In Fes, I’m sorry to use this word, but beware of lazy taxi drivers. We had 2 drivers: 1 who refused to take us to the old medina from the new city (6 minutes driving), and another who didn’t take us to our destination. Instead, he dropped us off at the famous blue gate, which was another 15 minutes walk from our destination. I was more than happy to pay for him to take us closer to our destination, but he just wasn’t willing. On the plus side, taxis in Fes do have meters, so you can rest assured you’re not being scammed.
Driving isn’t for the faint hearted
We decided to do a road trip around Morocco, and I’m so lucky that my partner did all the driving! We met many bad (and illogical) drivers, especially when in the cities. Pay very close attention to the cars, motorcycles, bicycles and horse and cart in Marrakech. Also, it may just be the norm in Morocco, but people don’t seem to look when crossing the streets! We saw at least 3 road accidents during our travels.
“However, taxis in Fes do have meters, so you can rest assured you’re not being scammed.”
FOLLOWING THE RIVERA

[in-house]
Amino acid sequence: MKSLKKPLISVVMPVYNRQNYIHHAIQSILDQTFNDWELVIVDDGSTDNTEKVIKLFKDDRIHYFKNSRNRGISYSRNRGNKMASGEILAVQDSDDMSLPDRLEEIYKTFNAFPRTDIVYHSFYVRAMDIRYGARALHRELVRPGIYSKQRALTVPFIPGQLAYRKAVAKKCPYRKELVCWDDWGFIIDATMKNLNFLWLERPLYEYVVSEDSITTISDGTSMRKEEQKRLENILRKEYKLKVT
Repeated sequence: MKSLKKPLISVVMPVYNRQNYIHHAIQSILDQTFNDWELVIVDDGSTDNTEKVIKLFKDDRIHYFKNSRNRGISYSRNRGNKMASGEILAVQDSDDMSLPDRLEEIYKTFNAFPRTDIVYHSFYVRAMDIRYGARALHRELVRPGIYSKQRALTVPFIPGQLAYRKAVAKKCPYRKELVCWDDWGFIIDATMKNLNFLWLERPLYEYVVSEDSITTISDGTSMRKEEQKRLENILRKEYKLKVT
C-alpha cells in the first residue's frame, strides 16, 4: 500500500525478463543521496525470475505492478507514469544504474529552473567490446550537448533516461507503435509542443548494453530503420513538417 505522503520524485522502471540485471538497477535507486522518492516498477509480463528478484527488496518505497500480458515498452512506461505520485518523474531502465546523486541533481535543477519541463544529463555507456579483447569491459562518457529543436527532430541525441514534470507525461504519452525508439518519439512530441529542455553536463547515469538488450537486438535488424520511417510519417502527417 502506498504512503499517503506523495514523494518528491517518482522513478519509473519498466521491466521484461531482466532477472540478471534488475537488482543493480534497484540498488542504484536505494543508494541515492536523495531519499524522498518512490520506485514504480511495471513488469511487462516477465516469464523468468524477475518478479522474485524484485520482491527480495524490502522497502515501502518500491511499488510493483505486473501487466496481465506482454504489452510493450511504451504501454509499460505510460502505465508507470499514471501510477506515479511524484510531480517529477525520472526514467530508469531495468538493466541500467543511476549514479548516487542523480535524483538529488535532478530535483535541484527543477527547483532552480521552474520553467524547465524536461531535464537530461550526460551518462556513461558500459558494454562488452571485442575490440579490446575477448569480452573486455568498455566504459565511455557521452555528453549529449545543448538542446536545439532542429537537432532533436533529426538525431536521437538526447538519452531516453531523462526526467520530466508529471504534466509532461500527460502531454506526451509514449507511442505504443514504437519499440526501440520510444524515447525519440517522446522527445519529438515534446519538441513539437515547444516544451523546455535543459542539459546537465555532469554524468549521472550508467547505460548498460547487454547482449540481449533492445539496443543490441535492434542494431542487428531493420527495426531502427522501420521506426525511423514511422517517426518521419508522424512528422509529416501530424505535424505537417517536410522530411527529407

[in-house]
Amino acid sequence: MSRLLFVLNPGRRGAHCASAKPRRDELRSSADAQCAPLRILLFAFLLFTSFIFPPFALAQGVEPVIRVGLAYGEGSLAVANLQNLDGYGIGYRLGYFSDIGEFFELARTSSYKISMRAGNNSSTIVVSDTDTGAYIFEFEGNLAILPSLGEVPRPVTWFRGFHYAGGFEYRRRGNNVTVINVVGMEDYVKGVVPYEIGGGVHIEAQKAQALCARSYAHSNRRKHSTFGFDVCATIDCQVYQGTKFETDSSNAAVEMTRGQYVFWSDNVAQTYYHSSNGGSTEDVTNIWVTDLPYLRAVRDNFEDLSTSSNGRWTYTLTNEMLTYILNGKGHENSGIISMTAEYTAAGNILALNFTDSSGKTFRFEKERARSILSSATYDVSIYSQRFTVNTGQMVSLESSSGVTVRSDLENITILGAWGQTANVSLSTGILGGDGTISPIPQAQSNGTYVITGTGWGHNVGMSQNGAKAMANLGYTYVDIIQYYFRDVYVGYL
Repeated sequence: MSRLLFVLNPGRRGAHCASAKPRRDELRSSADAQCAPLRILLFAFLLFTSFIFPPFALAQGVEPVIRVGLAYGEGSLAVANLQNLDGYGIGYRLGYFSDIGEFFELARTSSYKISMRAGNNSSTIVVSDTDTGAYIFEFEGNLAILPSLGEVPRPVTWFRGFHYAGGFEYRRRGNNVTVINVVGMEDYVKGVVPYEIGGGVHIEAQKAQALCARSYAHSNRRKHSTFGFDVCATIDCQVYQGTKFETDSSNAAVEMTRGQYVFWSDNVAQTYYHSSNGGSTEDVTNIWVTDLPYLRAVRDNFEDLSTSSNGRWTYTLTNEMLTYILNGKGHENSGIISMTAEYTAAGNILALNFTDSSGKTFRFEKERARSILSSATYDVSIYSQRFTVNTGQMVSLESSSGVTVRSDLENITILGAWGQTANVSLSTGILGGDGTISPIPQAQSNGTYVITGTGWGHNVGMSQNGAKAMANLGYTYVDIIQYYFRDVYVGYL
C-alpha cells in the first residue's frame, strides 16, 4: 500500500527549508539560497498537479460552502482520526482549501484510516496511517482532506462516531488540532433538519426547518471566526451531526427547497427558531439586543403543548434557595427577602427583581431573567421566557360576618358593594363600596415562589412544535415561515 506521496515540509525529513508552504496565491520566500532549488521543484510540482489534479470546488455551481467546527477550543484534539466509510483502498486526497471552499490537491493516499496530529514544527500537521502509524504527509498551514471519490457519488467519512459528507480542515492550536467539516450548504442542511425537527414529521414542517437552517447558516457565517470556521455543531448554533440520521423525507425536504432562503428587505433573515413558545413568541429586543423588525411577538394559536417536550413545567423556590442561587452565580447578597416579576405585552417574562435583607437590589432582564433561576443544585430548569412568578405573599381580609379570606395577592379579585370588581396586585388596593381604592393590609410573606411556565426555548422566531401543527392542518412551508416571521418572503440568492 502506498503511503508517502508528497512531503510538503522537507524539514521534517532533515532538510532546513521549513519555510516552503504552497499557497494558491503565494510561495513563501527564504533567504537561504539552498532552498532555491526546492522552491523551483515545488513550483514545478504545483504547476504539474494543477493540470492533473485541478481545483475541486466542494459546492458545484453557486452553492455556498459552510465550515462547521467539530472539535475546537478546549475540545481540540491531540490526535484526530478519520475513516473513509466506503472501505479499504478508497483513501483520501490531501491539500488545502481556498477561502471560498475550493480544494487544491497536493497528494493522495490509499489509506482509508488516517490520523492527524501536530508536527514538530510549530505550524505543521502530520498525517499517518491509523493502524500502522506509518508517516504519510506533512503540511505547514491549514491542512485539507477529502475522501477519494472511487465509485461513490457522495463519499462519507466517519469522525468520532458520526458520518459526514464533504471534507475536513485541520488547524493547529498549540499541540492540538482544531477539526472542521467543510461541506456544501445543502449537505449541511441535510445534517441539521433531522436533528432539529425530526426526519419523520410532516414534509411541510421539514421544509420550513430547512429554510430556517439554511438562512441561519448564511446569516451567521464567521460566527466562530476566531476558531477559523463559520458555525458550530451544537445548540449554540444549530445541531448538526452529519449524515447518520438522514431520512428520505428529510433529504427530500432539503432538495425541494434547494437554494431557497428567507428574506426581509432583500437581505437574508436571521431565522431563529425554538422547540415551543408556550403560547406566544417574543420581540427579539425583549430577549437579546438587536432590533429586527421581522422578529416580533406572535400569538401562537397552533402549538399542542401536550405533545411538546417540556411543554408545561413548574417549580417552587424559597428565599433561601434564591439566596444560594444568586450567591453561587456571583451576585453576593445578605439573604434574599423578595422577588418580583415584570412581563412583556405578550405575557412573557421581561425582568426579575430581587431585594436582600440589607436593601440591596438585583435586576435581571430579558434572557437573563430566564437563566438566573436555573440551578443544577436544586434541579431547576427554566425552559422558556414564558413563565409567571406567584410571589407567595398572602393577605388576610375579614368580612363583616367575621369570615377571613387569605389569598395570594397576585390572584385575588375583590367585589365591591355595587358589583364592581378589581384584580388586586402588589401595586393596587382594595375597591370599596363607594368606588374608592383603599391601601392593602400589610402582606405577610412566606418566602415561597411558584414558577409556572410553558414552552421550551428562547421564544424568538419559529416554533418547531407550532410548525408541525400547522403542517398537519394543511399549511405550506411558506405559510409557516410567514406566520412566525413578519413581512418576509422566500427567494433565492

Don’t make eye contact
Whenever I’m in a place I’m unfamiliar with (even at home), I always pretend I know where I’m going. It’s a sign of confidence, though faux, and one that I use often.
Whether walking in the medina or in the car, I advise as much as possible not to make eye contact. We had a few incidences with young Moroccan guys who were quite aggressive in being a guide, showing a restaurant etc.
Unless of course you want to engage, and pay them after for their assistance (around MAD 20 / 2 euros). For me, it’s not about the money, but instead not wanting to be swarmed by guys when you don’t need the help.
The constant questions can become tiresome and downright annoying. Of course, there are times when you can’t help but make eye contact. Take our experience in Fes. We were accosted by 3 aggressive men acting as the ‘guide’ for parking, and sworn at by 2 boys around 9 and 10 years old, just because we didn’t want their help.